Put Potential Employers Under the Microscope

Susan Hall
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Top 25 Oddball Interview Questions of 2010

During my newspapers-to-online publishing career, I've worked for a few companies that went belly-up. (Don't ask how many.) At least once we were in denial, so it felt like a total surprise, but usually there was a long trail of buzz in the background. But working amid that buzz, it was always amazing when the company kept adding new employees and more incredibly, especially, when people moved across the country to take those jobs. How could they not know?

 

Obviously, while potential employers can ferret out every last scrap of info about you online, you'd better do your homework as well.

 

This post on george's employment blawg quotes Marcia Heroux Pounds, author of the book "I Found a Job!: Career Advice from Job Hunters Who Landed on Their Feet," saying:

Many job seekers in this recession have found a job, only to be laid off again. Sometimes, it was avoidable with a bit of research that pointed to red flags.

Yep, the interwebs come in mighty handy, not just in preparing for interviews, but also for finding those flares. Ultimately the company's financial stability is key to your happiness as an employee there.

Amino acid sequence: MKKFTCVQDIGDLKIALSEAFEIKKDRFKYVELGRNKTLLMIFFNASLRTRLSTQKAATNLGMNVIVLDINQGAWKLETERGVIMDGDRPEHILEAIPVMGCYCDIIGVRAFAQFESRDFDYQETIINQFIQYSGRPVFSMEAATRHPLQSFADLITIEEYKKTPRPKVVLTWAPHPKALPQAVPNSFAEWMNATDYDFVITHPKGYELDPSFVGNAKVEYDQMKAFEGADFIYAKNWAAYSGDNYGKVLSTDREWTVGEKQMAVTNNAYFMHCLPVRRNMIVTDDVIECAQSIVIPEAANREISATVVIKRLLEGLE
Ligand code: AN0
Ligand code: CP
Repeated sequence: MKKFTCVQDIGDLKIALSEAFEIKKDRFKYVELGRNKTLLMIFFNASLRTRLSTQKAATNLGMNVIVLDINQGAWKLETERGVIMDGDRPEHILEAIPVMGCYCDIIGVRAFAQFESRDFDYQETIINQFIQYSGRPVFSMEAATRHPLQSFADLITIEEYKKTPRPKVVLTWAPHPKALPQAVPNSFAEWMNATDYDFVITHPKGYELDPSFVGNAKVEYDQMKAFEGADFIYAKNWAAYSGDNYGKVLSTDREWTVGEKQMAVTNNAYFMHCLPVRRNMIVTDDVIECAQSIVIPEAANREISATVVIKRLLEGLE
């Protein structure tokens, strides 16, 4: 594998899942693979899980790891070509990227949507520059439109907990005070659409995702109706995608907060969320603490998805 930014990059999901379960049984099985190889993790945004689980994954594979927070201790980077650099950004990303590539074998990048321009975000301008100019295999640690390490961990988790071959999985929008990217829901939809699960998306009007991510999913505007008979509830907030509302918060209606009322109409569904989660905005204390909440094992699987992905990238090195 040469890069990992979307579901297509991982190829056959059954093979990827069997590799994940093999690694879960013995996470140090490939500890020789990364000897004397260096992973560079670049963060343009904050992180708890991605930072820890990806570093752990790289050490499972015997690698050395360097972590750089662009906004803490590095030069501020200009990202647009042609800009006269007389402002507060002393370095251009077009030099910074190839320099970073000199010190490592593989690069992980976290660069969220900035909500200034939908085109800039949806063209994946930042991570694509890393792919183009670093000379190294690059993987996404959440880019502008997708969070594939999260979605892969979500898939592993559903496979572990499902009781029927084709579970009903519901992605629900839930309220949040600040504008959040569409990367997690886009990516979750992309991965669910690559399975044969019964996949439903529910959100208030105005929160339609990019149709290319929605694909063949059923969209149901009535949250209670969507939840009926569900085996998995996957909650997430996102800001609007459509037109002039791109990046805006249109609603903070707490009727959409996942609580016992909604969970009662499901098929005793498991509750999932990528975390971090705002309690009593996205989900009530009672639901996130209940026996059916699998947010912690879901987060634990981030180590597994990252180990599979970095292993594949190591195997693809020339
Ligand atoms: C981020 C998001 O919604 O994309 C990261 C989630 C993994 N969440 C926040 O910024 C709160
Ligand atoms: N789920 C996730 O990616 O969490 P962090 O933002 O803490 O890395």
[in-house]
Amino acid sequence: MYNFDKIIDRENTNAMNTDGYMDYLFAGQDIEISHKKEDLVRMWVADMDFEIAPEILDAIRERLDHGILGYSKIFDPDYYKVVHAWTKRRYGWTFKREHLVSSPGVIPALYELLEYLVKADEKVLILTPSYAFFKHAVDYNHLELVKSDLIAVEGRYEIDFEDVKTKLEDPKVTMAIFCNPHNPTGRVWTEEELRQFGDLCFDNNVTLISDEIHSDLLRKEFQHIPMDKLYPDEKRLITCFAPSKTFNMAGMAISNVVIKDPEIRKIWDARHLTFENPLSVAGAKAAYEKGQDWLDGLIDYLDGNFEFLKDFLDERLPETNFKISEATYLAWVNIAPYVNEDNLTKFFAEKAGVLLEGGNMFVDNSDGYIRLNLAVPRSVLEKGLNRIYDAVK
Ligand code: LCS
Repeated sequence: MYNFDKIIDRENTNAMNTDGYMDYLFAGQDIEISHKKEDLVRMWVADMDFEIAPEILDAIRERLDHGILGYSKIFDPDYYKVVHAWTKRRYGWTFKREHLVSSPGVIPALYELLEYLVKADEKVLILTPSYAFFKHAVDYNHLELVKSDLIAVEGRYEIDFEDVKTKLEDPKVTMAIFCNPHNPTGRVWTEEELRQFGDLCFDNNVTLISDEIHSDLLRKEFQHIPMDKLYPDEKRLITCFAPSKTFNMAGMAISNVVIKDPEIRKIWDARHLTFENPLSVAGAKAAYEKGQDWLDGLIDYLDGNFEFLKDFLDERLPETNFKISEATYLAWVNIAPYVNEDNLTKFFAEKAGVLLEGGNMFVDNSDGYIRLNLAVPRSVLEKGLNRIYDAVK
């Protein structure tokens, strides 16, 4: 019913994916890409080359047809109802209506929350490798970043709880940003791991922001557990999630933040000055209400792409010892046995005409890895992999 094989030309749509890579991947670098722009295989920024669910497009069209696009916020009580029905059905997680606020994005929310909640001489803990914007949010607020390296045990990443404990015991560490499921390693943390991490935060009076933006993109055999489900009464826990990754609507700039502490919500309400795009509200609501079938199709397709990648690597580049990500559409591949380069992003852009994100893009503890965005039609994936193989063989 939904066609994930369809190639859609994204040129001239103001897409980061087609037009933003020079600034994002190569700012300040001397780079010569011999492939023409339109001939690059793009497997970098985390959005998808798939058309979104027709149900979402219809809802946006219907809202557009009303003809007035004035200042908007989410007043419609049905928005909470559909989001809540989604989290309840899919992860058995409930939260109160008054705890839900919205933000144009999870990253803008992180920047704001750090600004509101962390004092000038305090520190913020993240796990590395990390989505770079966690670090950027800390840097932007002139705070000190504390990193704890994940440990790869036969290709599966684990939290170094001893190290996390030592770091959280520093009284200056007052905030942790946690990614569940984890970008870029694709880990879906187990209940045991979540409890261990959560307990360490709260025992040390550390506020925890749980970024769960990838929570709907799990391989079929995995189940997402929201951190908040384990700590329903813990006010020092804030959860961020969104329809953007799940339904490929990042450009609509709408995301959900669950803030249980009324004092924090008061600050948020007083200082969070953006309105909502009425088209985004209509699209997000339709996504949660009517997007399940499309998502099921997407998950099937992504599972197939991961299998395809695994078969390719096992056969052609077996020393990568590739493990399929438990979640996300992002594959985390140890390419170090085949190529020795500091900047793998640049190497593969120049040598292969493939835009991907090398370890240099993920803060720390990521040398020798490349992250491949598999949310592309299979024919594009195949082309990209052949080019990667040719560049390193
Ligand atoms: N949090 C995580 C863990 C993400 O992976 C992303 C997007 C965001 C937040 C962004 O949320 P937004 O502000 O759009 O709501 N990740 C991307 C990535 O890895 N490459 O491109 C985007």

Pounds recommends frankly, but diplomatically, asking about the company's revenues and year-over-year growth. But you also can find out plenty online. This Executive Career Brand post recommends digging out the following on each company to which you apply:

  • Company overviews and history
  • Products and services
  • Historical financials
  • Competitors
  • Challenges the company is facing
  • Corporate culture
  • Company leaders and key decision-makers
  • Latest industry trends
  • Recent press releases and relevant news articles

 

It lists a wealth of sites to help you do that, including Glassdoor.com and LinkedIn, as well as financial sites to help you track down hard numbers on the company's performance. It always helps if you can talk to someone who works at your prospective company and sites such as these make it easier than ever to find them.

 

And as Chris Galy, Intuit's director of recruiting, told me, most companies these days have recruiters online at sites such as Facebook and LinkedIn who can answer questions, such as inquiries about company culture. Companies like Intuit that emphasize their values generally post them on the company website, offering clues to questions you might be asked.

 

But pay particular attention to news reports about mergers and acquisitions, the george's blawg warns. Rumors that your target company could be bought out, of course, set off internal alarms, but acquisitions, too, raise the spectre of layoffs as the new company is integrated into the fold.



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